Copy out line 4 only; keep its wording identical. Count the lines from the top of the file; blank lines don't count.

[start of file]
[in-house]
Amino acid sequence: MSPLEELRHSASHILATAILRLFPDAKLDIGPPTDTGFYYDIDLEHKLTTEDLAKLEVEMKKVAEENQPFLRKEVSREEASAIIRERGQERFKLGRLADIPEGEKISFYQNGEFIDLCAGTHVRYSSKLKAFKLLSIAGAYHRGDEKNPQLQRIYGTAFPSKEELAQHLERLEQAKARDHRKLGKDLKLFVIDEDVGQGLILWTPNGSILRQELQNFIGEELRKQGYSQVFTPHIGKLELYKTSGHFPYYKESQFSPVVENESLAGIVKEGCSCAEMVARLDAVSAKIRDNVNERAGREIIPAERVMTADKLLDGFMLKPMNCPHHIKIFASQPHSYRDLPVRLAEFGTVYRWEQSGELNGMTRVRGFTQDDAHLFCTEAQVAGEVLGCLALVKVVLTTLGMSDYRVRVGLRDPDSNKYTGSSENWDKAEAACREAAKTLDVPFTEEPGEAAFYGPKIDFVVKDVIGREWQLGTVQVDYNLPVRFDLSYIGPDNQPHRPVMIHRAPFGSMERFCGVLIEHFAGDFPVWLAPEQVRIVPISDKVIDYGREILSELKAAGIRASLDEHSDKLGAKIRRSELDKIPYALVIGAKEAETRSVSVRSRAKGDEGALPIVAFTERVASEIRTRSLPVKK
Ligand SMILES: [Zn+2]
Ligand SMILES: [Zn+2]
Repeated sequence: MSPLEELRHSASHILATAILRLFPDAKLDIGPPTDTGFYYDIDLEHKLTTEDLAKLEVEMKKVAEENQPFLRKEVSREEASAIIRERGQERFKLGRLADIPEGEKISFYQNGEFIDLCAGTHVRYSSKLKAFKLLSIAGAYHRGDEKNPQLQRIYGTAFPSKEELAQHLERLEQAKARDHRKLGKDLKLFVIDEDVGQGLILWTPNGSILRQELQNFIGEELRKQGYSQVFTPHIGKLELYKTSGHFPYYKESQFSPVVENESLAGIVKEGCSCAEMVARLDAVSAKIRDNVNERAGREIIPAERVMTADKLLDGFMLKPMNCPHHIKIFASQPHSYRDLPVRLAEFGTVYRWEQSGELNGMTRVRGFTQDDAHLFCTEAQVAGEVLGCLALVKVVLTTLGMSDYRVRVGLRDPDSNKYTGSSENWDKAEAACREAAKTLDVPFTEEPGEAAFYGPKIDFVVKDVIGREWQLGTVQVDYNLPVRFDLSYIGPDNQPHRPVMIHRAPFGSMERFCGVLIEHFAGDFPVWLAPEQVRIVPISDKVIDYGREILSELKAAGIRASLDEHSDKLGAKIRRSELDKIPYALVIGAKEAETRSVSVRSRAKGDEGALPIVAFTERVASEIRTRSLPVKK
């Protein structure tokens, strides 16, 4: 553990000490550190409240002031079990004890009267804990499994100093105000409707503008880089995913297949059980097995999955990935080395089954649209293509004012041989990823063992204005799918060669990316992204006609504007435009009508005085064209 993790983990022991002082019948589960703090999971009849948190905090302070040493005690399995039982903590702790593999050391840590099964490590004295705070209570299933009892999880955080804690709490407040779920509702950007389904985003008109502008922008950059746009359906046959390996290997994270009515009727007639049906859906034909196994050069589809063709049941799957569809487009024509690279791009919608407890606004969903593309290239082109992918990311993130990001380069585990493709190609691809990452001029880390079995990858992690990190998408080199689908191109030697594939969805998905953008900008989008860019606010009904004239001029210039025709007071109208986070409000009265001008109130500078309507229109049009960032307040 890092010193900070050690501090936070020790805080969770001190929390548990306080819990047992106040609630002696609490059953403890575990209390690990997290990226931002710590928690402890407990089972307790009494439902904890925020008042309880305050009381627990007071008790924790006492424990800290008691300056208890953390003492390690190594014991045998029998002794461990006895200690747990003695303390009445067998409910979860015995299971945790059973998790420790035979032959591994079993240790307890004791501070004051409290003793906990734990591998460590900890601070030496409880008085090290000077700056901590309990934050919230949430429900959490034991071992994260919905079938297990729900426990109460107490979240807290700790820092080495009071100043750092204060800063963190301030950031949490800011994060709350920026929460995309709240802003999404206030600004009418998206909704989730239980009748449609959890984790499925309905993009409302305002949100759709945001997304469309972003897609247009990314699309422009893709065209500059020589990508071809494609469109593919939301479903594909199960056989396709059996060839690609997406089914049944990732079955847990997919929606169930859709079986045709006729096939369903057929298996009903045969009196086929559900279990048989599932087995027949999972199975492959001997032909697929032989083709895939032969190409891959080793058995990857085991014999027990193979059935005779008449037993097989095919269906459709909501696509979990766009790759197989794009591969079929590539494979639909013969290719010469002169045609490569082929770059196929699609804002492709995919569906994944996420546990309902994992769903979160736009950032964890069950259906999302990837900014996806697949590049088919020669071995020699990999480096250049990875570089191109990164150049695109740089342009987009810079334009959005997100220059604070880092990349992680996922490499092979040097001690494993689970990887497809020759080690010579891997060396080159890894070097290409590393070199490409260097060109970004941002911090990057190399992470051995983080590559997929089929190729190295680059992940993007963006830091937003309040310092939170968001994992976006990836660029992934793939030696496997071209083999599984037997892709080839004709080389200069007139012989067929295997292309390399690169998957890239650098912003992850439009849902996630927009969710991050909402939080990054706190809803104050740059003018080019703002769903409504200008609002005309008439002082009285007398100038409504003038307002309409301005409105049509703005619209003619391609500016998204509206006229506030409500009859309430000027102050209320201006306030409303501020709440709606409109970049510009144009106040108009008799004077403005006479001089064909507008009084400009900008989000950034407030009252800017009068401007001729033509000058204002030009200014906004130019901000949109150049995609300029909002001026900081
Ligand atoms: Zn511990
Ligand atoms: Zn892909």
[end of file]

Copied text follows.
Ligand SMILES: [Zn+2]